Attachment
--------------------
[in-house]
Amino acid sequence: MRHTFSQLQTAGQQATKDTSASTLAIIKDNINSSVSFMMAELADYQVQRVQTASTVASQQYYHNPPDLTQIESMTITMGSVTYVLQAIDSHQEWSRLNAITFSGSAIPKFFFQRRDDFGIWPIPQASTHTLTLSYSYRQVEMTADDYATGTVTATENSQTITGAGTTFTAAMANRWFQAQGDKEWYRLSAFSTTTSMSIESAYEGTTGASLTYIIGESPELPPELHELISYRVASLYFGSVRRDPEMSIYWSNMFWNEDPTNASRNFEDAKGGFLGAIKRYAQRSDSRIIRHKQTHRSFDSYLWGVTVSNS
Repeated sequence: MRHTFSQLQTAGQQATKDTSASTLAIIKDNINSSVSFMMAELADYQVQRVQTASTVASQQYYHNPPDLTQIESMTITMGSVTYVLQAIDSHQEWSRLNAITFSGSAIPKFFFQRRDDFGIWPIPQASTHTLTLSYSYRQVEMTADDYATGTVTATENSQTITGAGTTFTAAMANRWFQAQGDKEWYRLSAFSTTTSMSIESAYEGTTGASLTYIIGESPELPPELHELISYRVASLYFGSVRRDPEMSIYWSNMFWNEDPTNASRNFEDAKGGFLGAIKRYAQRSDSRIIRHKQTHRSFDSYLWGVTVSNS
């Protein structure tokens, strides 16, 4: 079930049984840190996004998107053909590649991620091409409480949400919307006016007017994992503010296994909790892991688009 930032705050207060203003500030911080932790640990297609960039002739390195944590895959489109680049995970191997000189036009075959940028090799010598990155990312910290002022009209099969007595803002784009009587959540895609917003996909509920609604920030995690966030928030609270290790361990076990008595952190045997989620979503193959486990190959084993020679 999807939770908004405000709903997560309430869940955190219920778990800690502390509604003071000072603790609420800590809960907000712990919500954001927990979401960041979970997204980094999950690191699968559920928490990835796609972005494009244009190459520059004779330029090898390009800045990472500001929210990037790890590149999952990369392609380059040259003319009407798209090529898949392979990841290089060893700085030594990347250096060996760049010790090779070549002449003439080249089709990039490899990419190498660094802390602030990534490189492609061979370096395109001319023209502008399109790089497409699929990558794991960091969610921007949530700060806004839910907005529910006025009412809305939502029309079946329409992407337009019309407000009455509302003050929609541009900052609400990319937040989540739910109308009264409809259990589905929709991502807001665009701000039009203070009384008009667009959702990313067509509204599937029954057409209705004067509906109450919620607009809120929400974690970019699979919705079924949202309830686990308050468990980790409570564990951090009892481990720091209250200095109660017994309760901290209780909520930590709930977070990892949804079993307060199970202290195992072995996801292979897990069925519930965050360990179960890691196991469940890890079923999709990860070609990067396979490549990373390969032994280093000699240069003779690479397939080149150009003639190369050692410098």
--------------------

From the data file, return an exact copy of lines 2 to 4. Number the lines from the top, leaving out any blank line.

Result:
Amino acid sequence: MRHTFSQLQTAGQQATKDTSASTLAIIKDNINSSVSFMMAELADYQVQRVQTASTVASQQYYHNPPDLTQIESMTITMGSVTYVLQAIDSHQEWSRLNAITFSGSAIPKFFFQRRDDFGIWPIPQASTHTLTLSYSYRQVEMTADDYATGTVTATENSQTITGAGTTFTAAMANRWFQAQGDKEWYRLSAFSTTTSMSIESAYEGTTGASLTYIIGESPELPPELHELISYRVASLYFGSVRRDPEMSIYWSNMFWNEDPTNASRNFEDAKGGFLGAIKRYAQRSDSRIIRHKQTHRSFDSYLWGVTVSNS
Repeated sequence: MRHTFSQLQTAGQQATKDTSASTLAIIKDNINSSVSFMMAELADYQVQRVQTASTVASQQYYHNPPDLTQIESMTITMGSVTYVLQAIDSHQEWSRLNAITFSGSAIPKFFFQRRDDFGIWPIPQASTHTLTLSYSYRQVEMTADDYATGTVTATENSQTITGAGTTFTAAMANRWFQAQGDKEWYRLSAFSTTTSMSIESAYEGTTGASLTYIIGESPELPPELHELISYRVASLYFGSVRRDPEMSIYWSNMFWNEDPTNASRNFEDAKGGFLGAIKRYAQRSDSRIIRHKQTHRSFDSYLWGVTVSNS
């Protein structure tokens, strides 16, 4: 079930049984840190996004998107053909590649991620091409409480949400919307006016007017994992503010296994909790892991688009 930032705050207060203003500030911080932790640990297609960039002739390195944590895959489109680049995970191997000189036009075959940028090799010598990155990312910290002022009209099969007595803002784009009587959540895609917003996909509920609604920030995690966030928030609270290790361990076990008595952190045997989620979503193959486990190959084993020679 999807939770908004405000709903997560309430869940955190219920778990800690502390509604003071000072603790609420800590809960907000712990919500954001927990979401960041979970997204980094999950690191699968559920928490990835796609972005494009244009190459520059004779330029090898390009800045990472500001929210990037790890590149999952990369392609380059040259003319009407798209090529898949392979990841290089060893700085030594990347250096060996760049010790090779070549002449003439080249089709990039490899990419190498660094802390602030990534490189492609061979370096395109001319023209502008399109790089497409699929990558794991960091969610921007949530700060806004839910907005529910006025009412809305939502029309079946329409992407337009019309407000009455509302003050929609541009900052609400990319937040989540739910109308009264409809259990589905929709991502807001665009701000039009203070009384008009667009959702990313067509509204599937029954057409209705004067509906109450919620607009809120929400974690970019699979919705079924949202309830686990308050468990980790409570564990951090009892481990720091209250200095109660017994309760901290209780909520930590709930977070990892949804079993307060199970202290195992072995996801292979897990069925519930965050360990179960890691196991469940890890079923999709990860070609990067396979490549990373390969032994280093000699240069003779690479397939080149150009003639190369050692410098």